Turkey, meanwhile, has restricted the mobility and propaganda of Salafist groups and related communities and organizations. In addition, Ankara has put both IS and HTS cells under severe pressure by widely expanding its network during anti-IS operations.

In view of all this, a resurgence of a regional armed Salafist-jihadist movement appears very unlikely in the medium term.

Nonetheless, the Taliban’s takeover of Afghanistan will undoubtedly lead to some volatility in the security faults in the region. Despite the Taliban’s security promises to neighboring countries and the international community, some outstanding questions could influence the future course of global Salafist-jihadist movements. First, will the Taliban try to drive foreign jihadists out of Afghanistan? If so, will these fighters return to their home countries or look for other territories to hide in? Second, will the Taliban allow these fighters to destabilize neighboring countries? If not, will this lead to a full-blown conflict between the Taliban and Salafi jihadists in Afghanistan in the near future?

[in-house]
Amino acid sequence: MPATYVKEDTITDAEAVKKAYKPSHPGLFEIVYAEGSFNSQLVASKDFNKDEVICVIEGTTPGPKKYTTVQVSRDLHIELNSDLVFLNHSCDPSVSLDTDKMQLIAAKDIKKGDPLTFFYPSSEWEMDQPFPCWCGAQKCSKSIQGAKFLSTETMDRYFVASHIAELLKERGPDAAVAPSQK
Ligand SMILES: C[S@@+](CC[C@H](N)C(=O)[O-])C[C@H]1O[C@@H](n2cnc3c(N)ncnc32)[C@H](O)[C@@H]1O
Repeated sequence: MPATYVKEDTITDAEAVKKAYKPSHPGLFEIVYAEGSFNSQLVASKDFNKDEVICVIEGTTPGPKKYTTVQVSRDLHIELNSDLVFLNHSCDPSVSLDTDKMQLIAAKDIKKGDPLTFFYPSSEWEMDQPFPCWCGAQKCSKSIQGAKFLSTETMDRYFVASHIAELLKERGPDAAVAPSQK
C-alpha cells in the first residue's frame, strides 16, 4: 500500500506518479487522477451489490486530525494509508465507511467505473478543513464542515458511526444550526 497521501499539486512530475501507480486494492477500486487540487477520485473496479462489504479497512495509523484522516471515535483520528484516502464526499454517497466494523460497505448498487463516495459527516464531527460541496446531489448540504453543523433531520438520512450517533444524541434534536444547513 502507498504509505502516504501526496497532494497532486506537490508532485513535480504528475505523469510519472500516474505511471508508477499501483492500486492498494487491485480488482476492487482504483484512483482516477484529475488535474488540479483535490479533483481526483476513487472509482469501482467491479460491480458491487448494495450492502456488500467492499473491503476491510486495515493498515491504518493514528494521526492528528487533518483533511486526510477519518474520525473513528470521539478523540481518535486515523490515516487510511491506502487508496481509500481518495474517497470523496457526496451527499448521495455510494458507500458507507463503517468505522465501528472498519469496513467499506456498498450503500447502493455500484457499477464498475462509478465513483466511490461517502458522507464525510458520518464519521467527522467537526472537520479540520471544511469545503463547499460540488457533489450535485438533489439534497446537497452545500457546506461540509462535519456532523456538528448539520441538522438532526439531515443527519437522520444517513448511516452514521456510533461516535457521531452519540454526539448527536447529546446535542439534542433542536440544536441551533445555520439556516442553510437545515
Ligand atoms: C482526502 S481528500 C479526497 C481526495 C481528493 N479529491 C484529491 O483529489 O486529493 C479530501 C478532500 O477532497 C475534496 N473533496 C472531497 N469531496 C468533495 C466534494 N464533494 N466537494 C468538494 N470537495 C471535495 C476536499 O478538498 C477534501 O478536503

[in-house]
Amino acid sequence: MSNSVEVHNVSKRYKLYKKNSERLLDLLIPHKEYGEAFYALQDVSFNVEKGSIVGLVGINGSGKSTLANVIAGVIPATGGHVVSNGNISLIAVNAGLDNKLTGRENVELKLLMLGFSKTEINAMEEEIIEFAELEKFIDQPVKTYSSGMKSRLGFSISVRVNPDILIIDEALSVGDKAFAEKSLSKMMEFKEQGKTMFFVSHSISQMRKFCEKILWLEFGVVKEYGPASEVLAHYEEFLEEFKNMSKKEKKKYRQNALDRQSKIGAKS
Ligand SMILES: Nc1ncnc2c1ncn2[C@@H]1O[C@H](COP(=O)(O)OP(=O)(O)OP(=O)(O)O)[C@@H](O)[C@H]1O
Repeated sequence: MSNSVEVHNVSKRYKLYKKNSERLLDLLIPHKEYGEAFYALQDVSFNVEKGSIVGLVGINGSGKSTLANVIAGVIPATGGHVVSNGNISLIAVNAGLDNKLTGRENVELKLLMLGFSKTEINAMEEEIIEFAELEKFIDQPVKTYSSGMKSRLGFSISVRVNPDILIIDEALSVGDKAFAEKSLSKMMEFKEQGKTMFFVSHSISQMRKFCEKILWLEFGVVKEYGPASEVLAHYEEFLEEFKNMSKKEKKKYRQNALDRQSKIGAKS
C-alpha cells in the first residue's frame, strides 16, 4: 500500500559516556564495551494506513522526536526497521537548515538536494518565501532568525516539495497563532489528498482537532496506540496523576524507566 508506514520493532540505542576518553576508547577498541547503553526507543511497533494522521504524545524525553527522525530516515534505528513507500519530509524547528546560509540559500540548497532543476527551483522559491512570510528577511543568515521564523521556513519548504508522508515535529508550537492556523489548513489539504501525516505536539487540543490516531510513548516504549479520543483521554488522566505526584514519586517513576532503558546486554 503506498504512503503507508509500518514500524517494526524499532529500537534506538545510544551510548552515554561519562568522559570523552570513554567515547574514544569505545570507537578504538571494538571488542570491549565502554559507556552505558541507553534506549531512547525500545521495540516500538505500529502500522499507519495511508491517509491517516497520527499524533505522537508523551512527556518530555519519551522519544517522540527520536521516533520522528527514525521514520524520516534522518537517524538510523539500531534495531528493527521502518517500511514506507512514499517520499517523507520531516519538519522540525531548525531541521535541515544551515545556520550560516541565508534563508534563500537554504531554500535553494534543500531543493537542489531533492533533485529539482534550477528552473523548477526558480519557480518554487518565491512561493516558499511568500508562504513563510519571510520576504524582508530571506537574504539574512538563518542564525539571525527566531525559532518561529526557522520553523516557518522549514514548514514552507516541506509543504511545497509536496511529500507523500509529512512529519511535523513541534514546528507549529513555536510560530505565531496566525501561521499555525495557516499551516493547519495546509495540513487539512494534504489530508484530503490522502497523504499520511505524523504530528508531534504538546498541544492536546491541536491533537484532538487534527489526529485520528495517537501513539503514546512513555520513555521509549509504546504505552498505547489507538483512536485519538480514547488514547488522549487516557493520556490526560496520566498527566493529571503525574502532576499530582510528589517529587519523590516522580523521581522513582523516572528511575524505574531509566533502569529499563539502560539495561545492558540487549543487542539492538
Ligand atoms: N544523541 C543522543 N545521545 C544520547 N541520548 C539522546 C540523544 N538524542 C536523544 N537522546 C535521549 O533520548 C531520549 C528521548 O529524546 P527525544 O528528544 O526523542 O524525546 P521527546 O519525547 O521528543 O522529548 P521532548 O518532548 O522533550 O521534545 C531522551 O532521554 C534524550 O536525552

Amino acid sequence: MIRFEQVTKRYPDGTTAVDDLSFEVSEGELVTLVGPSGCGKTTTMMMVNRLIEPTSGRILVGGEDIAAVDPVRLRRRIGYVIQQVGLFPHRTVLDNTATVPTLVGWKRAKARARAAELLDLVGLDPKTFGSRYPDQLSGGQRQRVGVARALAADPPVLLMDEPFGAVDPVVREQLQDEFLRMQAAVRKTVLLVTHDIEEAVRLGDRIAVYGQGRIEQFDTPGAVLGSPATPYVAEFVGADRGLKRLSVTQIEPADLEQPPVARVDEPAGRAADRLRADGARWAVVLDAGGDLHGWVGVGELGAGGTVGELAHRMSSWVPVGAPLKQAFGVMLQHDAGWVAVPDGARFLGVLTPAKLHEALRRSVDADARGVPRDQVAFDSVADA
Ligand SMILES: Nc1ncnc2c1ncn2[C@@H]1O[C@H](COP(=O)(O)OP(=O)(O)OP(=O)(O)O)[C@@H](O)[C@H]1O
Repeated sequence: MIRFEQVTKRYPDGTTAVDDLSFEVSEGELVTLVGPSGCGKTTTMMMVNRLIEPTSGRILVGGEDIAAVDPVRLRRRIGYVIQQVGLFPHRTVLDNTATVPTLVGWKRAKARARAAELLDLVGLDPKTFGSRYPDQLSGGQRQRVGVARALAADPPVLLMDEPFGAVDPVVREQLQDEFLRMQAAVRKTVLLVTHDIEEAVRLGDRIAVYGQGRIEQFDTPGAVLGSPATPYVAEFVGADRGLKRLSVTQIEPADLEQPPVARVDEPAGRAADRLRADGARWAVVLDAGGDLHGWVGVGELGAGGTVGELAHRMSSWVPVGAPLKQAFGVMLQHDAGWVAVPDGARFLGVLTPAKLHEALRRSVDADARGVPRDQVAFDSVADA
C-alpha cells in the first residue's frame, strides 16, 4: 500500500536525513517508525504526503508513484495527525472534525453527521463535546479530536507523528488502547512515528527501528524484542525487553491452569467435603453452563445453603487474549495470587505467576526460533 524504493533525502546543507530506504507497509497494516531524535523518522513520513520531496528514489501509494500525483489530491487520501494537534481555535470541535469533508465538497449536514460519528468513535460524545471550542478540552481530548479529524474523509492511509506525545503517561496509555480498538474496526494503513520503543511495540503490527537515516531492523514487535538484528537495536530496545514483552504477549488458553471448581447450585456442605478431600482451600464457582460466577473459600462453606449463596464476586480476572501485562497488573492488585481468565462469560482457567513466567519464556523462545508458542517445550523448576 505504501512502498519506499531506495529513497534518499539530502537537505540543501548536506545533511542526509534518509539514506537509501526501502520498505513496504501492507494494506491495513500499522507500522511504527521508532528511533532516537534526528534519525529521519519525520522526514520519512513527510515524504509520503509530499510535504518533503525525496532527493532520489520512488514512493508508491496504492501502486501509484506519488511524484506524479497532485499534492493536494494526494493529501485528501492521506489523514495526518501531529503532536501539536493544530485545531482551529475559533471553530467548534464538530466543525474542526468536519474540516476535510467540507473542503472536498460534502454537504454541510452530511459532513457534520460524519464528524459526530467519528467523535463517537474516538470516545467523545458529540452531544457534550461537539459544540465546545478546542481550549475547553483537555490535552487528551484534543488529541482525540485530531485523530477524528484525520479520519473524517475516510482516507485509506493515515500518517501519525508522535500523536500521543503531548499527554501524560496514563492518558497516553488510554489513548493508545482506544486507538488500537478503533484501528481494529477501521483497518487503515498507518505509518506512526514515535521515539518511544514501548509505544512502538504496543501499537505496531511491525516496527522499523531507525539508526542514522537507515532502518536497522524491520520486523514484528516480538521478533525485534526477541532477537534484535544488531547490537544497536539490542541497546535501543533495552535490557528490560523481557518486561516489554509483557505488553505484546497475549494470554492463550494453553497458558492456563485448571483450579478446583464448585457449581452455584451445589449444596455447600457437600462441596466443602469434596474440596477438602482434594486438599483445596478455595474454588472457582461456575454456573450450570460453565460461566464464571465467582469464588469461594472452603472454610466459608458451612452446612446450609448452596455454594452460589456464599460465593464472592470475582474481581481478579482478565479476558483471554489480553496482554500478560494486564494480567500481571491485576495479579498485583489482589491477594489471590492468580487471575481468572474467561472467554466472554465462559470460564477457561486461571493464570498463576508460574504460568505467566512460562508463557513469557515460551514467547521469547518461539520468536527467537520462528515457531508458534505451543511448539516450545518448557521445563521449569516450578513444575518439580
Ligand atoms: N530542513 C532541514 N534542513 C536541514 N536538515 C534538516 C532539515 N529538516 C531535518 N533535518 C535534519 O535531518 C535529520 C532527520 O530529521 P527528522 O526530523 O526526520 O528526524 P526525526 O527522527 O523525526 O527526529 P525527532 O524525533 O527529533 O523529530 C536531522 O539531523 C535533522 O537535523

In all scenarios, the Taliban’s failure to work with the international community would create a vacuum with profound implications for the region. Central Asian countries in particular could be threatened by armed groups that have been living in exile in Afghanistan for years. Such militant movements could also hit Iran, Syria and Turkey in the medium term. For its part, Pakistan is already on the brink of reviving the Pakistani Taliban, who recently stepped up attacks on the security forces and renewed their oath of allegiance to the Afghan Taliban after the fall of Kabul.